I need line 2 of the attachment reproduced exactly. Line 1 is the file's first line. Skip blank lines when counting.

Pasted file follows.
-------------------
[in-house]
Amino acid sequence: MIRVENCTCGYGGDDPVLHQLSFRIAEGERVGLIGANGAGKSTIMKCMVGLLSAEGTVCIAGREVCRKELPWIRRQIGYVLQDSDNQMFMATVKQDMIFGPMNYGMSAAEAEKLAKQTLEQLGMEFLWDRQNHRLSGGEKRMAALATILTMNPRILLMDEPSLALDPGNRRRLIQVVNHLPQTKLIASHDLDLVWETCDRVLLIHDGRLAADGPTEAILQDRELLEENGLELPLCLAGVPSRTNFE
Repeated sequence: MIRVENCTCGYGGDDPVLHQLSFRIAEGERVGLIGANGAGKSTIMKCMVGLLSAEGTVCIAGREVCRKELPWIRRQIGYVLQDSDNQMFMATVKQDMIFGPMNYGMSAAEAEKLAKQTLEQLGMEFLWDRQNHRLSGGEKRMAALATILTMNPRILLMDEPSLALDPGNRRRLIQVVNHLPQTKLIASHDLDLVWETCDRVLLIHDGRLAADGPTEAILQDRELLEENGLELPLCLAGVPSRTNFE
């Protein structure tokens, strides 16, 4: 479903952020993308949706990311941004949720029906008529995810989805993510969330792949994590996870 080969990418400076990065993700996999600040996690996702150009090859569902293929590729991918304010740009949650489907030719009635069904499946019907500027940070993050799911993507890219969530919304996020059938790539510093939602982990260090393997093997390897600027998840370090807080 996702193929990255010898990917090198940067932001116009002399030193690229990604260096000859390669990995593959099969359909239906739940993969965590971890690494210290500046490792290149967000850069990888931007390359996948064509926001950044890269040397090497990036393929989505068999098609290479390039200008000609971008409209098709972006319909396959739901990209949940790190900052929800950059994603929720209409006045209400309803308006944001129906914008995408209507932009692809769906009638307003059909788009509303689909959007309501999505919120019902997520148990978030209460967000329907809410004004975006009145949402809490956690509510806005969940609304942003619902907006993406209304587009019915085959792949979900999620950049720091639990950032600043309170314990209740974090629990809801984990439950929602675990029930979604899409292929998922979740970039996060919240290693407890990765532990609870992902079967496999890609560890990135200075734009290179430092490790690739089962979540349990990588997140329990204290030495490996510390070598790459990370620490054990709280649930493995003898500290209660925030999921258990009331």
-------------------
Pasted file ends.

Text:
Amino acid sequence: MIRVENCTCGYGGDDPVLHQLSFRIAEGERVGLIGANGAGKSTIMKCMVGLLSAEGTVCIAGREVCRKELPWIRRQIGYVLQDSDNQMFMATVKQDMIFGPMNYGMSAAEAEKLAKQTLEQLGMEFLWDRQNHRLSGGEKRMAALATILTMNPRILLMDEPSLALDPGNRRRLIQVVNHLPQTKLIASHDLDLVWETCDRVLLIHDGRLAADGPTEAILQDRELLEENGLELPLCLAGVPSRTNFE